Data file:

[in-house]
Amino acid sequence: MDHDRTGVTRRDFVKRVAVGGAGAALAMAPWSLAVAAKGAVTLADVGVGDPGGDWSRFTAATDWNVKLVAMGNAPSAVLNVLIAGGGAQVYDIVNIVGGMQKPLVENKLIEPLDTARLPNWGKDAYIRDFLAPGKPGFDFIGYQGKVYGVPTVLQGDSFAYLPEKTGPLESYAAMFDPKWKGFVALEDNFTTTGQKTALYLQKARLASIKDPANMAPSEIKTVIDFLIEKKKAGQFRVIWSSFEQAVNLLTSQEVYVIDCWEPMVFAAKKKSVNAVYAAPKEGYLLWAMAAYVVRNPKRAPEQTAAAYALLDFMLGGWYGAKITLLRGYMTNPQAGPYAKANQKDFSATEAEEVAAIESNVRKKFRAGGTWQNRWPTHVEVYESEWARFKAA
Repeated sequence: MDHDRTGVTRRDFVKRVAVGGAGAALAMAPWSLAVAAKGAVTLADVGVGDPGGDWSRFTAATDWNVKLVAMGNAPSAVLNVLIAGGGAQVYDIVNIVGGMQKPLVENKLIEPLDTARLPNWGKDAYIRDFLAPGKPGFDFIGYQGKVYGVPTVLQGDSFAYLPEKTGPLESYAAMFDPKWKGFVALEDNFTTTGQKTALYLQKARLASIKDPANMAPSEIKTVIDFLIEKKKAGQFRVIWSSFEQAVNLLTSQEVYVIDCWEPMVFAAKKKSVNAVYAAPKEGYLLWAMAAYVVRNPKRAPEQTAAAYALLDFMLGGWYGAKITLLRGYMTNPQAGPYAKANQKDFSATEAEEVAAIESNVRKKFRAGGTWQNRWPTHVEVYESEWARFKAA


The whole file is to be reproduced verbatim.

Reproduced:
[in-house]
Amino acid sequence: MDHDRTGVTRRDFVKRVAVGGAGAALAMAPWSLAVAAKGAVTLADVGVGDPGGDWSRFTAATDWNVKLVAMGNAPSAVLNVLIAGGGAQVYDIVNIVGGMQKPLVENKLIEPLDTARLPNWGKDAYIRDFLAPGKPGFDFIGYQGKVYGVPTVLQGDSFAYLPEKTGPLESYAAMFDPKWKGFVALEDNFTTTGQKTALYLQKARLASIKDPANMAPSEIKTVIDFLIEKKKAGQFRVIWSSFEQAVNLLTSQEVYVIDCWEPMVFAAKKKSVNAVYAAPKEGYLLWAMAAYVVRNPKRAPEQTAAAYALLDFMLGGWYGAKITLLRGYMTNPQAGPYAKANQKDFSATEAEEVAAIESNVRKKFRAGGTWQNRWPTHVEVYESEWARFKAA
Repeated sequence: MDHDRTGVTRRDFVKRVAVGGAGAALAMAPWSLAVAAKGAVTLADVGVGDPGGDWSRFTAATDWNVKLVAMGNAPSAVLNVLIAGGGAQVYDIVNIVGGMQKPLVENKLIEPLDTARLPNWGKDAYIRDFLAPGKPGFDFIGYQGKVYGVPTVLQGDSFAYLPEKTGPLESYAAMFDPKWKGFVALEDNFTTTGQKTALYLQKARLASIKDPANMAPSEIKTVIDFLIEKKKAGQFRVIWSSFEQAVNLLTSQEVYVIDCWEPMVFAAKKKSVNAVYAAPKEGYLLWAMAAYVVRNPKRAPEQTAAAYALLDFMLGGWYGAKITLLRGYMTNPQAGPYAKANQKDFSATEAEEVAAIESNVRKKFRAGGTWQNRWPTHVEVYESEWARFKAA